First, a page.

BEMIDJI, Minn. — On Thursday afternoon, Oct. 1, 6-year-old Braxton Oelrich ran into the arms of his father, volunteer firefighter Chris Oelrich, reuniting after 18 days and more than 1,800 miles spent apart.
Oelrich was one of nine firefighters from Bemidji deployed to fight wildfires in Oregon over the last couple of weeks. Seven Minnesota fire departments, with 29 firefighters and nine trucks, went to offer assistance on the front lines.
On Oct. 1, the group returned to Minnesota, greeted by coworkers and loved ones.
There was no shortage of support for the crew. From the initial drive out, to the trip back home, fire Chief David Hoefer said he was overwhelmed by the appreciation shown for the team.
“During the whole trip out there we had lots of people expressing gratitude and appreciation,” he said. “Once we got to Oregon it was the same. It had been a tough fire season for those folks out there, and they were really appreciative.”
“Coming back, we stopped in a rest stop and there was a sign that some kids had made thanking the Minnesota firefighters and there was cake and punch there for us, so that was a cool thing. Everyone that we ran into was very thankful and grateful and appreciative that we made the trip out there,” he added.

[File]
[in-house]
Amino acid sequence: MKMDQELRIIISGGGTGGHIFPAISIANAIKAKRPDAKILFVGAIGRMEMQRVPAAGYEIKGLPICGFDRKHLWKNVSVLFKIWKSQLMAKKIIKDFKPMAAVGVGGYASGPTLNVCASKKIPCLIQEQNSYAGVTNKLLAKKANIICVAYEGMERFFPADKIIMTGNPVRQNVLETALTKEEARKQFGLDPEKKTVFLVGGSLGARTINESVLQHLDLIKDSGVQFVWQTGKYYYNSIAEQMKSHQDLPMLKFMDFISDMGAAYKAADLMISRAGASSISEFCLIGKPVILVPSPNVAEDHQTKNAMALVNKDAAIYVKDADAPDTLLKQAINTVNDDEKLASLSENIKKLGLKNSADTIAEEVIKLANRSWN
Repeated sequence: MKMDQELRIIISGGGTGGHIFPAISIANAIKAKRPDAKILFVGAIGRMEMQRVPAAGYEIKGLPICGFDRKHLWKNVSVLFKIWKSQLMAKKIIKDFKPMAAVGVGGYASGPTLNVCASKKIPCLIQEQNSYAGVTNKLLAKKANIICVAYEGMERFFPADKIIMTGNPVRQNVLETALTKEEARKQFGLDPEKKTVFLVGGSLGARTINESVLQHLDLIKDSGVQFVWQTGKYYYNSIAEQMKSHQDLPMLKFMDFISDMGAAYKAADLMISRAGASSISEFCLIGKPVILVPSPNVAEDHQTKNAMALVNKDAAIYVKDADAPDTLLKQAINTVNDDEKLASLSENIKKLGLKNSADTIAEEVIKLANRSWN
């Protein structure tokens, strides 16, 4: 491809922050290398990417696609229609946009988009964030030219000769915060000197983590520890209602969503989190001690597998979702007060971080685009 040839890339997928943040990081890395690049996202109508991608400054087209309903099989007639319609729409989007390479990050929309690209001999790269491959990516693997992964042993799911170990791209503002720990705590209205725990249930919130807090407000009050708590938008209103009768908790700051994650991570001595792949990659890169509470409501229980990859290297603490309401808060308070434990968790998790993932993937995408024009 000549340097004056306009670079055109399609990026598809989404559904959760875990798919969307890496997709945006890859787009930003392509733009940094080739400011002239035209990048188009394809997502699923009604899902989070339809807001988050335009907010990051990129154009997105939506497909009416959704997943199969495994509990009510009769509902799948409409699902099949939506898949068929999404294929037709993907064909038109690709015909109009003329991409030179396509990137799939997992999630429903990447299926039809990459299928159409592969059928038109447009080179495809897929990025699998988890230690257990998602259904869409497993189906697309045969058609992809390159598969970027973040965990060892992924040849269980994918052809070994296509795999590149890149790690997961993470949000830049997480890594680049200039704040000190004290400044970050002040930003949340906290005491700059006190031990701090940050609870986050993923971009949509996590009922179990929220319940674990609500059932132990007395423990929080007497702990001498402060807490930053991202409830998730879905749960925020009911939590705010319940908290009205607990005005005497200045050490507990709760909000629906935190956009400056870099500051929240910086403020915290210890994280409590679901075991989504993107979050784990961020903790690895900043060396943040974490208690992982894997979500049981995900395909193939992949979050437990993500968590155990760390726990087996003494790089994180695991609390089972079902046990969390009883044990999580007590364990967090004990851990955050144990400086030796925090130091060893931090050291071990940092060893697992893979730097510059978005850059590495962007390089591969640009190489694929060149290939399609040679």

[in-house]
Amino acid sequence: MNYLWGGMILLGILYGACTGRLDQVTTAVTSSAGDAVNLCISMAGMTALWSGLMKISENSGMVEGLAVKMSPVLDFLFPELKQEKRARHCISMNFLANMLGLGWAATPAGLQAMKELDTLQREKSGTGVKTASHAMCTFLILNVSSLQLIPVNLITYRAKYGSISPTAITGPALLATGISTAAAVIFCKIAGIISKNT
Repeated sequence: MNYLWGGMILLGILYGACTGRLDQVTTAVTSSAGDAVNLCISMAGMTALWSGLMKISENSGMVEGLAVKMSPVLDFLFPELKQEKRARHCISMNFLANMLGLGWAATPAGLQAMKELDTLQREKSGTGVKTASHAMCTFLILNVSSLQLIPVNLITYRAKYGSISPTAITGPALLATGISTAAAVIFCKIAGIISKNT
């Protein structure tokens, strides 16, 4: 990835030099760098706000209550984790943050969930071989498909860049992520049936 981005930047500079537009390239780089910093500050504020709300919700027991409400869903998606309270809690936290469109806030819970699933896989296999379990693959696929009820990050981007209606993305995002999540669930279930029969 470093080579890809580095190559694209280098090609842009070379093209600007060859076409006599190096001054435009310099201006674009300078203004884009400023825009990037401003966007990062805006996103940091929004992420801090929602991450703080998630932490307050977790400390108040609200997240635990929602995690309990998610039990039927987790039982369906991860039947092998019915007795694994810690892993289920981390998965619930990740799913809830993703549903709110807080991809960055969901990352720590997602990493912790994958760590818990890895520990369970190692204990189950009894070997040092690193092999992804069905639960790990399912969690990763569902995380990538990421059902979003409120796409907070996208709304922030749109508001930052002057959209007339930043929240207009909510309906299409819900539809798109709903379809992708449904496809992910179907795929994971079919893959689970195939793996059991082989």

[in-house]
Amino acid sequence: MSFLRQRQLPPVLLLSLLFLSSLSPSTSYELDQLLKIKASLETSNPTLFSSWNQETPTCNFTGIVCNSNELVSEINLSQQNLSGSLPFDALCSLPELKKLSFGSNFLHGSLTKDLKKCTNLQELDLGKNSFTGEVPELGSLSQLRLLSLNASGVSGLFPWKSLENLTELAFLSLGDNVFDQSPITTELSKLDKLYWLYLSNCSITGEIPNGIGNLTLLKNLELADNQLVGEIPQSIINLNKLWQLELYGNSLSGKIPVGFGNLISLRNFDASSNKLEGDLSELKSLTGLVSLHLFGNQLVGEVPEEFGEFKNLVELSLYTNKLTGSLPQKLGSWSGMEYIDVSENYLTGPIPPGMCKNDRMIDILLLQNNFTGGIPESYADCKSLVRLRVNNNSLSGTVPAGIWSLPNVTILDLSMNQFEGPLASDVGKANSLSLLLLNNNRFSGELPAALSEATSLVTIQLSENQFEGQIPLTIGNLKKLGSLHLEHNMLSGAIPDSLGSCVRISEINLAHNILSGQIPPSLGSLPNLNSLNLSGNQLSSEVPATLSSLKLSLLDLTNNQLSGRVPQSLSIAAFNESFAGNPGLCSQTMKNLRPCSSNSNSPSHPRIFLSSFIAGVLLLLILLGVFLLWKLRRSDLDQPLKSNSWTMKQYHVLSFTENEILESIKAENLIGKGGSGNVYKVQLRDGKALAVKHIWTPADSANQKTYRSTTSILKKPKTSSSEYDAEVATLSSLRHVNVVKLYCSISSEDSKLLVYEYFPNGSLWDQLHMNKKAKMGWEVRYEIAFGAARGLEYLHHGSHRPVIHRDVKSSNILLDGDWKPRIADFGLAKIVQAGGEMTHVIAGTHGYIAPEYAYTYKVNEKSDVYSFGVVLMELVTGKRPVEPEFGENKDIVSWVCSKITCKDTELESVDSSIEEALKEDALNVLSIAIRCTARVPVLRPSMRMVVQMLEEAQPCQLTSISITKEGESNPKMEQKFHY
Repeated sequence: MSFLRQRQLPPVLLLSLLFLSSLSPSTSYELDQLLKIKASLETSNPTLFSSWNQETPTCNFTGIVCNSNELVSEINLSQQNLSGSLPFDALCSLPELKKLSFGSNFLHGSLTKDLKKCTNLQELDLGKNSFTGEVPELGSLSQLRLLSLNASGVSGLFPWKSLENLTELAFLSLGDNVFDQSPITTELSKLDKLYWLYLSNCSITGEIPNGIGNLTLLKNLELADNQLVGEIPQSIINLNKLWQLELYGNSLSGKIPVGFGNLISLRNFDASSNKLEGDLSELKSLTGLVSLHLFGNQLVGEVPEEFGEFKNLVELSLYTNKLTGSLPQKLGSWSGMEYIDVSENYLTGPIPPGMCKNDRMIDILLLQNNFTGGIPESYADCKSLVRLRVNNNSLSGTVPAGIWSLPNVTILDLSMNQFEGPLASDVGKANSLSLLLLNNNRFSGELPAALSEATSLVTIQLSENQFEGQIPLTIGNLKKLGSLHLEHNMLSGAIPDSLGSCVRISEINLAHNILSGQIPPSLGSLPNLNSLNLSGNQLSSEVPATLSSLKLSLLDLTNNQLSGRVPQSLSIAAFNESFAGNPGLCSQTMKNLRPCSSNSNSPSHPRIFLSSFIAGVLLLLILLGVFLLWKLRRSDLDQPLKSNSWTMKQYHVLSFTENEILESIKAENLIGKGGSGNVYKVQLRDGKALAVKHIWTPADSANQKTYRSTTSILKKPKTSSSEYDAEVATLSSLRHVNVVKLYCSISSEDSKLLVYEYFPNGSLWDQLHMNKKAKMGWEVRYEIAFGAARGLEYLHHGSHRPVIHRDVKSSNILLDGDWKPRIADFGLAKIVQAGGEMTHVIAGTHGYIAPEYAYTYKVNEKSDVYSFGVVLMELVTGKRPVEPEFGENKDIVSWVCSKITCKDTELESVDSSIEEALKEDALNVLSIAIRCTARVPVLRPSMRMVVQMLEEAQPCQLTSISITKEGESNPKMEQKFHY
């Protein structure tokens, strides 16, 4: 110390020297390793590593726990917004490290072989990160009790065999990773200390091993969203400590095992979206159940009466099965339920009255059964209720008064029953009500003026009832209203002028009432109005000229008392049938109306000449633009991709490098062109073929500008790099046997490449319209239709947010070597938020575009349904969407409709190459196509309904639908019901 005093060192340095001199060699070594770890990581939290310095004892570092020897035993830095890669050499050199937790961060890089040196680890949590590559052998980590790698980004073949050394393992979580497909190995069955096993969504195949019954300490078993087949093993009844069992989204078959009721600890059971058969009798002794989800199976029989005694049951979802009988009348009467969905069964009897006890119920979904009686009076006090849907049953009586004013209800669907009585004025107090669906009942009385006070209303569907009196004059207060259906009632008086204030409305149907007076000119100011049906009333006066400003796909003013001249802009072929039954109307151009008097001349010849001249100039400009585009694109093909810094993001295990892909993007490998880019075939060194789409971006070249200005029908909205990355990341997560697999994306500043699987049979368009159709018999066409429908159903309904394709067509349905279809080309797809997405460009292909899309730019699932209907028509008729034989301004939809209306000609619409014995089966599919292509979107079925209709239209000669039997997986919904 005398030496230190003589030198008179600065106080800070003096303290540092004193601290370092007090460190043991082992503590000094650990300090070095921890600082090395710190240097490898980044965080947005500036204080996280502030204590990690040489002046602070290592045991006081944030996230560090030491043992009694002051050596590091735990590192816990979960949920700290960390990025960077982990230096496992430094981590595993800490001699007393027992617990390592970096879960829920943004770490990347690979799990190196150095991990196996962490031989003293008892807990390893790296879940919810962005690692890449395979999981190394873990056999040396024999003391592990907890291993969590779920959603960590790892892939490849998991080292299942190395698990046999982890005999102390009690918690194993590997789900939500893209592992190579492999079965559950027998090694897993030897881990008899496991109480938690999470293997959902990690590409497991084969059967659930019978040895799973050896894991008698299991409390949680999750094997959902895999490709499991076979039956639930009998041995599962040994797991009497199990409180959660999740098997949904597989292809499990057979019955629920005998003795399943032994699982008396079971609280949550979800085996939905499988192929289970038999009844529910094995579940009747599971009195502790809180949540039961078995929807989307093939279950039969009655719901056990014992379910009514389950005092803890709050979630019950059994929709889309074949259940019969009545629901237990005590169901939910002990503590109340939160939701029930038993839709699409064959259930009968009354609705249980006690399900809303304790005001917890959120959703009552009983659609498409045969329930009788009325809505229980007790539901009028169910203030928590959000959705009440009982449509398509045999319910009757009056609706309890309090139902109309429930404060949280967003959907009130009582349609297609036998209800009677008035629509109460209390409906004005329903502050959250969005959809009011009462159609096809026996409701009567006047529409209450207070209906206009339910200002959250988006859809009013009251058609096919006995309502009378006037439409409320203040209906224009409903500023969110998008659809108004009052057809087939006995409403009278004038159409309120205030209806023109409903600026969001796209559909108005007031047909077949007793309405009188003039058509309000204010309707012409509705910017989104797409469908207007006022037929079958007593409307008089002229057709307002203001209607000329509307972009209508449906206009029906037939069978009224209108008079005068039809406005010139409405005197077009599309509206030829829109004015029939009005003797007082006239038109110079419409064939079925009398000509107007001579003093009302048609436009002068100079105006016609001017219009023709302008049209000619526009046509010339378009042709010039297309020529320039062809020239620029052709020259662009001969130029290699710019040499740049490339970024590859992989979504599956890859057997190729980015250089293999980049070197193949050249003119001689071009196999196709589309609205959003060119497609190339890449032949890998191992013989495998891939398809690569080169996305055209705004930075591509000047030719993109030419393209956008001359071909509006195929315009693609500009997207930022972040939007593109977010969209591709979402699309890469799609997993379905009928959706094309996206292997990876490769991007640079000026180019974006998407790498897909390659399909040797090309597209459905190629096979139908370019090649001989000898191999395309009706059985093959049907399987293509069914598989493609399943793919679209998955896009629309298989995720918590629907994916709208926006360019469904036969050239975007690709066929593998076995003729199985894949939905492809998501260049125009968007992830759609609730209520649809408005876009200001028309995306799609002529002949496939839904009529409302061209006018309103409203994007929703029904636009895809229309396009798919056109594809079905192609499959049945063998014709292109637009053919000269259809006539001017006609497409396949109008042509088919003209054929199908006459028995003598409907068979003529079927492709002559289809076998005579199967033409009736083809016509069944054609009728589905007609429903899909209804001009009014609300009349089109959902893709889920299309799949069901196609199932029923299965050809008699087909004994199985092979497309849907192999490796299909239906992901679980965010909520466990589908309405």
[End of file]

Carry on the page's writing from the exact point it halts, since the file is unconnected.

The nine firefighters departed Bemidji on Sept. 15 and upon arriving out West, the Bemidji team went to work helping the Cave Junction area in Oregon. The Minnesota Task Force II — made up of Bemidji and Cross Lake — was fighting the northwest side of the Slater fire which started in California.
The team’s primary mission was structural protection — preventing fires from destroying property — and prepping of structures, Hoefer said. He added that the crew also spent a number of days fighting wildland fires.
The terrain was unfamiliar for many of the Bemidji firefighters, as many days were spent working in the mountains. “The terrain was a lot different,” firefighter Tom Skime said “We’re pretty used to being called flatlanders out here.”
Crews slept in tents and worked on the line from 7 a.m. until 7 p.m. or later most days.
The group gained more than just experience and the satisfaction of helping those in need. Oelrich said the most memorable part of the experience for him was making new friends. The Bemidji crew worked closely with a fire department from Seattle during some of the deployment.
“They were really fun to work with, we learned a ton,” he said. “Not only did we go out to make a difference, we made some really good friends while we were out there as well.”
Oelrich said one of the Seattle firefighters encouraged the group after debriefing at the end of a shift to say one positive thing about their experience each day.
“He wanted everybody in the group to go through and say something positive about the day,” he said. “It just kind of gave you a little more fuel to work the next day.”